Siding is the face your house presents to the world, and your home's first line of defense against the elements. Get to know your siding and you may learn there is a lot to love about it. But if the romance has soured, and it's time for the old siding to go, you can ensure you get the best possible replacement - at the best possible cost - by educating yourself with some basic information.
"Seeing your house stripped down for new siding can be traumatizing," says Craig Smith of ServiceMagic.com, a Web site that helps connect homeowners with prescreened contractors in their area.
Here are some things you should know about siding installation:
In most cases, the old siding will have to be totally removed before the new siding can be installed. (In some cases, metal siding can be applied over the existing siding.)
Workers will either remove all the old siding, and then return later to install the new. Or, as one worker finishes removing the siding from one wall, another will begin applying the new siding.
This second method is most common during cold weather
months to limit the house's exposure to the elements. Neither option is better or worse, but with large homes, removal of the old siding can require a full day's work.
Expect the energy savings and added resale value to offset the expense of the new siding...
The old siding is usually hauled away in a dump truck. Occasionally,
a contractor may leave it in a pile for a few days until the job is
completed. Rest assured, once the work is done, the pile will be gone.
If the sheathing behind the old siding is damaged or unusable for any
reason, it will need to be replaced. The sheathing is very inexpensive,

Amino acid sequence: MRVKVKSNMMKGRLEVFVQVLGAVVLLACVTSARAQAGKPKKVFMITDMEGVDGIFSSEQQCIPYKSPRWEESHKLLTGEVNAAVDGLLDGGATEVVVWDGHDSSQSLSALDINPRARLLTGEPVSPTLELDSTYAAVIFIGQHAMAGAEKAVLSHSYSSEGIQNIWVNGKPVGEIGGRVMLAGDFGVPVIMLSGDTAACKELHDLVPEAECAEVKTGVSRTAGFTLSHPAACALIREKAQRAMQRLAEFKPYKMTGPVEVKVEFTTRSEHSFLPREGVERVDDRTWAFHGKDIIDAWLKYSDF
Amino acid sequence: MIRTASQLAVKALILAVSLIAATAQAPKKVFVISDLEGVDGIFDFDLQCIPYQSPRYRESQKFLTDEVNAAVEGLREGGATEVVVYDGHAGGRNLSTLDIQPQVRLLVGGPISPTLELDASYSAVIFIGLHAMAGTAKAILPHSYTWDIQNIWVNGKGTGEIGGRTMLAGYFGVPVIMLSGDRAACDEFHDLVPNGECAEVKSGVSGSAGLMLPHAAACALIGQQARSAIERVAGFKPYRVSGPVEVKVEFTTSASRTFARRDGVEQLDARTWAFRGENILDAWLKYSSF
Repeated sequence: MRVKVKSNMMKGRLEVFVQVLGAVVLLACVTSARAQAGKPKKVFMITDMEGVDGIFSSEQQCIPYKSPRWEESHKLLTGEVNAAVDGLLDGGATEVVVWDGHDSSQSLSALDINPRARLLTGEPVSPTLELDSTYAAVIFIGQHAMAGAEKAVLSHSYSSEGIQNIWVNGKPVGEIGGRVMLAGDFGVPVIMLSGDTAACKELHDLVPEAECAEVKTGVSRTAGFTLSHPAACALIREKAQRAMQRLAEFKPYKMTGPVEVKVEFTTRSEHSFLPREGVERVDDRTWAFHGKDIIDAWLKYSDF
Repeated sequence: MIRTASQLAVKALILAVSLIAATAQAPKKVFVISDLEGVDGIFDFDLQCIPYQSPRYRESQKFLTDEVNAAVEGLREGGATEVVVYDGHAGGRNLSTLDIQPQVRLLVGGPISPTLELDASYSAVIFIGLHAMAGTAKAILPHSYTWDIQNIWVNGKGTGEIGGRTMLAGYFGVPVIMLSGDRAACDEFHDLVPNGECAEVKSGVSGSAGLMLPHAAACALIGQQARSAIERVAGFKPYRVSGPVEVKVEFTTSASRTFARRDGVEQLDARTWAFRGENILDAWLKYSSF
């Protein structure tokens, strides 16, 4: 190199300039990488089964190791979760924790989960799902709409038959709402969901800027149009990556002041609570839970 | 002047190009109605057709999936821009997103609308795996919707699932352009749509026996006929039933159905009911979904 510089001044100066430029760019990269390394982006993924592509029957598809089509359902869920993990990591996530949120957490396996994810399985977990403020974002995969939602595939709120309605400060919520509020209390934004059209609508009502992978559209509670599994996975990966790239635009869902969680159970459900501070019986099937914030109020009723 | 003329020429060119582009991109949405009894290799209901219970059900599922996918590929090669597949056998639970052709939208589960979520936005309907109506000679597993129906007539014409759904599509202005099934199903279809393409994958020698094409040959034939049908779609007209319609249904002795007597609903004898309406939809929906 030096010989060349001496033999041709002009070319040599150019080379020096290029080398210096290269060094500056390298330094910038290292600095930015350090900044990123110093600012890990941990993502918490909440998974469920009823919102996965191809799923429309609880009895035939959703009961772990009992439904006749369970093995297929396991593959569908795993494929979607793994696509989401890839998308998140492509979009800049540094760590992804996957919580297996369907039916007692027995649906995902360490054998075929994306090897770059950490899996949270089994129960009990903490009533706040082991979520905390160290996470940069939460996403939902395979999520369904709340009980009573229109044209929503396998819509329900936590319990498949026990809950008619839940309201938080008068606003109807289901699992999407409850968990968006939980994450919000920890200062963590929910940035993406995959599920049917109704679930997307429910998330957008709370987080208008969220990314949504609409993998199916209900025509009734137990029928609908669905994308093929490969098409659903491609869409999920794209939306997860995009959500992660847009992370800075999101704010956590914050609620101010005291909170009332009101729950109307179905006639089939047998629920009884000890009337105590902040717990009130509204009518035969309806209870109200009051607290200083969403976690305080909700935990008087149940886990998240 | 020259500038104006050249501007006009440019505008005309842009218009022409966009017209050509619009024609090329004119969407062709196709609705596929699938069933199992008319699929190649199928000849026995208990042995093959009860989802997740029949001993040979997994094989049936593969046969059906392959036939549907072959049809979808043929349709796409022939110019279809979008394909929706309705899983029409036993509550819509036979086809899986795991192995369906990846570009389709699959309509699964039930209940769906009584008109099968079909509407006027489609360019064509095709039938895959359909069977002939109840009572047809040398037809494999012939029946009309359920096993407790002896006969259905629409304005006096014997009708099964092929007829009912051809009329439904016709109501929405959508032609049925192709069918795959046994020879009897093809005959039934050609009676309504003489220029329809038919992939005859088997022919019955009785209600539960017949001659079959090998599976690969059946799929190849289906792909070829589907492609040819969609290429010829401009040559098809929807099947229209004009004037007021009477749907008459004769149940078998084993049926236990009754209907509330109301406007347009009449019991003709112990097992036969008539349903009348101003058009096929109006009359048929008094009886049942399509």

so the added cost here will basically be labor.
If you are unsure about
why something needs to be fixed, have your contractor show you the
damage and also show you what sheathing looks like that is in good
condition so you can compare. Also, have him check and/or replace the
The new siding will typically be stacked in your yard. Most siding
installers will be done with the job in a few days, so it's unlikely
this will damage your lawn. If your yard is small or cluttered, it
would be a good idea to clear a space for the material and for the
If you leave the house during the day, you will be surprised at the
change that has occurred once you return home. You might even drive
right by your own house, so be prepared for a few things after the
Expect to have lower energy bills.
Expect people to compliment you on the new look of your home (this
point can be particularly difficult for those people who can't take a
Expect the energy savings and added resale value to offset the
expense of the new siding.